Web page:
Telephone: +44 (0) 1248 382028

How to Apply

How to apply through UCAS

Apply online via UCAS

UCAS stands for Universities and Colleges Admissions Service. All university applications are processed through UCAS and then passed on to the universities listed.

Students may apply for a maximum of five courses. For Medicine, Dentistry and Veterinary courses students are only allowed to apply for four courses.

The application form is found on the UCAS website, under ‘Apply’.

The early closing date is October 15 for all Oxbridge, Medicine, Dentistry and Veterinary students. The main closing date for all applications is January 15.

Your Personal Statement

Writing your Personal Statement is the part of the application form that requires most work. You are only allowed 47 lines or 500–550 words to explain why you wish to study the course and the skills you have that are essential for university study.

To write a successful personal statement for your UCAS application you must have a good understanding about the course and its content. Remember that you write only one personal statement for your five choices. Make sure that the courses are similar, if not the same, and make sure that you do not mention a specific course or university.

Read our advice on how to draft a winning personal statement or watch our video guide.

After you’ve applied

You should keep an eye on your application on UCAS ‘Track’. Offers from universities will appear on track and you will be able to accept or decline offers.

You can only reply when you have received all your decisions. The types of reply you can make are firm acceptance and insurance acceptance. Usually students reply in early May.

International Student?

If you are an international student, our International Student pages offer further information on applying.

As an international student applying to study one of our undergraduate programmes you can;

Erasmus student?

We receive around 350 exchange students every year from all over the world. 45% of these students come from Europe and the remainder from as far as Singapore, South Korea and Australia.

The University's International Exchanges Office is responsible for welcoming these students.

Confused about your next steps?

Take a look at our Going to University website for information and advice on getting ready for university.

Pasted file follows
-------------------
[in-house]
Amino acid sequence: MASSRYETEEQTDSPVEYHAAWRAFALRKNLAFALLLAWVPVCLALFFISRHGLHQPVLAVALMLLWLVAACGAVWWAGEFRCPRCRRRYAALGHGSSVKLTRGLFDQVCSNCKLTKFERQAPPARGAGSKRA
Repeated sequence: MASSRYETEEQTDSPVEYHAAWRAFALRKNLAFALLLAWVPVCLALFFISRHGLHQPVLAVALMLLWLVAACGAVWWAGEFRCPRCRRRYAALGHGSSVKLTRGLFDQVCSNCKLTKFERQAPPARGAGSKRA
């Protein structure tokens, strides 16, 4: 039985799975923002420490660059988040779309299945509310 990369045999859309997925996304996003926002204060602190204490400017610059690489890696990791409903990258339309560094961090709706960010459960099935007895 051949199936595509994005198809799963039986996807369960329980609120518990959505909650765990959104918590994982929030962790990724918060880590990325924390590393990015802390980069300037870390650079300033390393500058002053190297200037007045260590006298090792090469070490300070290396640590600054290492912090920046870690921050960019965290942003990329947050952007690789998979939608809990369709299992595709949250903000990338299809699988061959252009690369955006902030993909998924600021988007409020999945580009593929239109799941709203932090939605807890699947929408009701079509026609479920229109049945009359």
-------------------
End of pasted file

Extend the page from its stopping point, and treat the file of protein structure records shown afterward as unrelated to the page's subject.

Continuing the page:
Further Information

Contact us

School of Social Sciences' Admissions Office
Tel: +44 (0) 1248 382085
E-mail: socialsciences@bangor.ac.uk
www.bangor.ac.uk/so

Why study at the School of Social Sciences?

  • Students from countries worldwide attend the School of Social Sciences for undergraduate, masters and research training, creating a dynamic learning environment.
  • Our staff undertake research of national and international reputation and have written major text books and articles published in top academic journals.
  • We aim to provide a friendly, supportive and stimulating learning environment, supplemented by contributions from practitioners in the statutory, voluntary and independent sectors.
  • Undergraduate degree structure is flexible enough to offer a range of specialisms and breadth of choice.
  • We have a long history of high quality social work education and a long-standing, strong and effective partnership with social service agencies in North Wales.
  • Under our personal tutor scheme, a member of lecturing staff will monitor the student’s academic progress and will offer help, advice and support on an individual basis.

Studying at Bangor

Rated Gold for teaching

We have been awarded a Gold rating, the highest rating possible, for the standarad of our teaching in the Teaching Excellence Framework (TEF) assessment. The TEF assessment took into account teaching quality, learning environment and student outcomes and learning gain. We were judged to deliver consistently outstanding teaching, learning and outcomes for our students and our teaching is of the highest quality found in the UK.

A top 10 university

The National Student Survey (NSS) results place Bangor amongst the UK’s top 10 universities (excluding specialist institutions) for student satisfaction. This reflects the University’s focus on overall student experience.

Enjoy a university experience that’s amongst the best in the UK

The guaranteed accommodation, student support, low cost of living and stunning location all contribute towards this.

Take advantage of the Bangor Student Experience (ranked in the top 20 in the Times Higher Education Student Experience Survey 2017) with free membership of student clubs and societies, a new international experience programme and employability award scheme.

Award-winning clubs and societies!

Our clubs and societies have been named the best in the UK at the WhatUni Student Choice Awards 2017.

Unrivalled location

Choose to study in one of the best places in the UK to be a student. Bangor’s location – close to the mountains and the sea - has been described as ‘the best university setting in the UK’.

Investment in facilities

Benefit from continued investment in facilities and services – with an exciting new Arts and Innovation Centre, new Halls of Residence, and improved sports facilities amongst recent developments.

Guaranteed accommodation

We guarantee accommodation for first year students who apply within the deadline and hold Bangor as a firm choice. Our accommodation has been rated in the Top 5 in the UK at the 2017 WhatUni Student Choice Awards.